se syrup and alcohol.

Our cassava was (surprisingly) delicious and tasted somewhat like roasted chestnuts.

Monday, 16 July 2012

Preservation key to wildlife future

Eumundi Green, 5 July 2012, page 19

Bellbunya is a rural 40 acre property in Belli Park on the Sunshine Coast Hinterland, which lies between the West Cooroy State Forest and Mapleton Forest Reserve. The property has been regenerated during the last 20 years to create wildlife corridors and sanctuaries for animals moving between these major habitats. It has an underground river, springs, a large billabong and the headwaters of a significant Belli Creek tributary. The property contains a huge selection of native fauna and flora, including platypus, sugar gliders, echidnas, possums, bandicoots, native fish species and a diverse range of frogs and birds.

To aid in the process of this regeneration, Bellbunya has recently started a programme to bring foreign students to the property to assist with the work. Currently a group of Americans have come over to our shores on the ISV scheme (International Student Volunteers) and combined with the Mary River Catchment Care group and the local Shire Council they are in the process of clearing weeds and planting native species to encourage biodiversity along Belli Creek and the riparian zones. But this is no ordinary process for the methods are entirely organic. No easy task clearing areas of invasive species without the use of sprays but the current team of students under the ISV scheme and despite the rain have been busy clearing vast areas and learning all about the ecosystems. They were privileged to witness a swimming platypus whilst they were working just last week.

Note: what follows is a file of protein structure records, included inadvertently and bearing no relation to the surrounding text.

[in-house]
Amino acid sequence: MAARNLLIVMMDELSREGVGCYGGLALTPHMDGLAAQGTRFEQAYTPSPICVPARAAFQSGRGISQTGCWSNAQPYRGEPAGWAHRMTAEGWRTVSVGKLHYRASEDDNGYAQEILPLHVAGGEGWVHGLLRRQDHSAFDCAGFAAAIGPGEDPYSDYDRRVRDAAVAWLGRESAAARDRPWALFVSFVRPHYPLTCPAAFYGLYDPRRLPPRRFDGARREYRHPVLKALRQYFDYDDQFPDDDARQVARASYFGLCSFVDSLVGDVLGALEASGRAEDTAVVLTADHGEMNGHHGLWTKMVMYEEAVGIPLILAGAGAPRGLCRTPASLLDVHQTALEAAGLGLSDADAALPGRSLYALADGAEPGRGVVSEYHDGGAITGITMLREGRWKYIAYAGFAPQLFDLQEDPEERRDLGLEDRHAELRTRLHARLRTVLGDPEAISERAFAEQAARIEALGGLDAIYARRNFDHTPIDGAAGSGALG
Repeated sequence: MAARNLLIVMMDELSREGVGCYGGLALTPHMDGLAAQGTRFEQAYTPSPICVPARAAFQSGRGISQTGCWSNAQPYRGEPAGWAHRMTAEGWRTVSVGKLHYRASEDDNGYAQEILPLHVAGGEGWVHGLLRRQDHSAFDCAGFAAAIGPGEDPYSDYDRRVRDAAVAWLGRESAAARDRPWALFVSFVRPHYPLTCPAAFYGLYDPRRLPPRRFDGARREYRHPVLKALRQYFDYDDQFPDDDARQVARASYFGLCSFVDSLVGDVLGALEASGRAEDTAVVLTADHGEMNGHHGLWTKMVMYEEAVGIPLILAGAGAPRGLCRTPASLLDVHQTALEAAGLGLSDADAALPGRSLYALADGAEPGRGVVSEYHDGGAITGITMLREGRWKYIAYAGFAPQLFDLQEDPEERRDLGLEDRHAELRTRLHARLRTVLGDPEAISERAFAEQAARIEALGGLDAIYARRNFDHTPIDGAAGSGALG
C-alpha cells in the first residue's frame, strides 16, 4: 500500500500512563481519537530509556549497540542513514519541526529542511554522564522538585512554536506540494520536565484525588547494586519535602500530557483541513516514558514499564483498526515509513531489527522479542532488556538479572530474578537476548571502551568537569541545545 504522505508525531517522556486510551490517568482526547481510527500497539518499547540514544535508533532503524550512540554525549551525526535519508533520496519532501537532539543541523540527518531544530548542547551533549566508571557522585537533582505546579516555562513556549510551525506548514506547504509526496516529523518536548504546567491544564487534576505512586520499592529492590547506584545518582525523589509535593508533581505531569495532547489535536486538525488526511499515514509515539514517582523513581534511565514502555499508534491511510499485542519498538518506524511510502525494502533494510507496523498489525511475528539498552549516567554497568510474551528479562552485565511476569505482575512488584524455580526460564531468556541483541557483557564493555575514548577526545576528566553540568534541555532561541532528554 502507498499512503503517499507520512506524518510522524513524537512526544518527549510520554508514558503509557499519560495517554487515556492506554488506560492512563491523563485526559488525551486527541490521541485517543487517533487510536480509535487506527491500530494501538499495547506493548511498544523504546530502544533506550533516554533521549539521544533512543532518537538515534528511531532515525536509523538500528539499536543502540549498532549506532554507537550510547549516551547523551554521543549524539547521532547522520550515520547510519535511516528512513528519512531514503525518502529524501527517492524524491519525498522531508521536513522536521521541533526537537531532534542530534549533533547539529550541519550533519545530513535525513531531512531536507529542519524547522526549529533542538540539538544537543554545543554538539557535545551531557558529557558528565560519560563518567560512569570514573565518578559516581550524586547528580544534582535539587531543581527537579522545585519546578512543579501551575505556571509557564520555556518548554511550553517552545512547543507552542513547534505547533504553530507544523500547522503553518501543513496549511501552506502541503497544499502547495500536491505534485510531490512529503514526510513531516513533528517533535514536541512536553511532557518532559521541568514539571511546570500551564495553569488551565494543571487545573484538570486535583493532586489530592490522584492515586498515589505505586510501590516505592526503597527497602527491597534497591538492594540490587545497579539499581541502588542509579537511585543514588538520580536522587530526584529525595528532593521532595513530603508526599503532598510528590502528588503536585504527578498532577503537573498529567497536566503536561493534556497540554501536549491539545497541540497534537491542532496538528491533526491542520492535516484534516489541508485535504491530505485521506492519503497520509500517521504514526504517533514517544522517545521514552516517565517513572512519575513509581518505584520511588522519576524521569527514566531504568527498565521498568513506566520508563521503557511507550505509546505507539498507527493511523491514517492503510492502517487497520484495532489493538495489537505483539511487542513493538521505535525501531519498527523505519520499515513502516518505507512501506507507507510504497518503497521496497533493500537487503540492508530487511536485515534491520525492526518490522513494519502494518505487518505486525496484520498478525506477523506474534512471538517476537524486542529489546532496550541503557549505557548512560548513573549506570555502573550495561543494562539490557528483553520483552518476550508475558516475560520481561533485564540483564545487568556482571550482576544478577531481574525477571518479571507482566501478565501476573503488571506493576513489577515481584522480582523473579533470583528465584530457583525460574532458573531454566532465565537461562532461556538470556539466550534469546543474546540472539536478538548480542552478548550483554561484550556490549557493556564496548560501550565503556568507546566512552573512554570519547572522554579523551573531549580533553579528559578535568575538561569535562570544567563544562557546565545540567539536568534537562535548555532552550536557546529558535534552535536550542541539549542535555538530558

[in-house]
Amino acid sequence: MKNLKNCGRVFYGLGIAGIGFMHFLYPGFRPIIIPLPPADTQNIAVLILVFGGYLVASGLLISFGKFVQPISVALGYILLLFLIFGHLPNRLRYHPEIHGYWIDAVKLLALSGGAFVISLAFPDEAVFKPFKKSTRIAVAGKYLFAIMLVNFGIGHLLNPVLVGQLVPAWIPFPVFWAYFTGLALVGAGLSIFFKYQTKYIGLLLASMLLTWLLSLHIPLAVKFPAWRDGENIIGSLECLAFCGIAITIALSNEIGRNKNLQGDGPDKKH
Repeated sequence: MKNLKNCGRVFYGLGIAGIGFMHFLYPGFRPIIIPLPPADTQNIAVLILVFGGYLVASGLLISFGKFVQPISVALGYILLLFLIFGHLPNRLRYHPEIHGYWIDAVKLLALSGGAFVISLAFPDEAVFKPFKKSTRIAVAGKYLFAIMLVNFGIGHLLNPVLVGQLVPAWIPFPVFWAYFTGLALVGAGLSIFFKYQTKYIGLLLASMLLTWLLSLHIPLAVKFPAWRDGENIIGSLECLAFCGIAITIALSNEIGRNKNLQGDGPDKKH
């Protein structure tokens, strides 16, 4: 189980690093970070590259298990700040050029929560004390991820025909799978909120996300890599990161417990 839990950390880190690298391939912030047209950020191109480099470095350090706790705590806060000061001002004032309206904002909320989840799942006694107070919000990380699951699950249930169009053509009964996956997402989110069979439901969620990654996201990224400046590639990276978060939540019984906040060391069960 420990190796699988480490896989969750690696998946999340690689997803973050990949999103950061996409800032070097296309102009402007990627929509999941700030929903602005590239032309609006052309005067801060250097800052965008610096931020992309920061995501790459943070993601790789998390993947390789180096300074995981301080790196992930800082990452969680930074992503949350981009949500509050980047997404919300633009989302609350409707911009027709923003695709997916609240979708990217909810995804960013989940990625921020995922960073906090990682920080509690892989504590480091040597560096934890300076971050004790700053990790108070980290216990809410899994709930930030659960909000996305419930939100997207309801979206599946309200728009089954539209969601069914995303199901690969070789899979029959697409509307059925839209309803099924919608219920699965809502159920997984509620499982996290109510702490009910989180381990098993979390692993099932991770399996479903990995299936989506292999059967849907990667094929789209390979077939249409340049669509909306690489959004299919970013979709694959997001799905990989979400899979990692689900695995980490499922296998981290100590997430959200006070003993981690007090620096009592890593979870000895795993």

Bellbunya hope to continue planting 12,000 trees. Many of them koala trees to help with their recovery numbers on the Sunshine Coast Hinterland and welcome people keen to help. They run various project times and if you’d like to assist with this wonderful enterprise to boost our wildlife numbers contact the team at Bellbunya on 5447 0181 or email:

They also welcome visits from locals interested in seeing their venture unfold.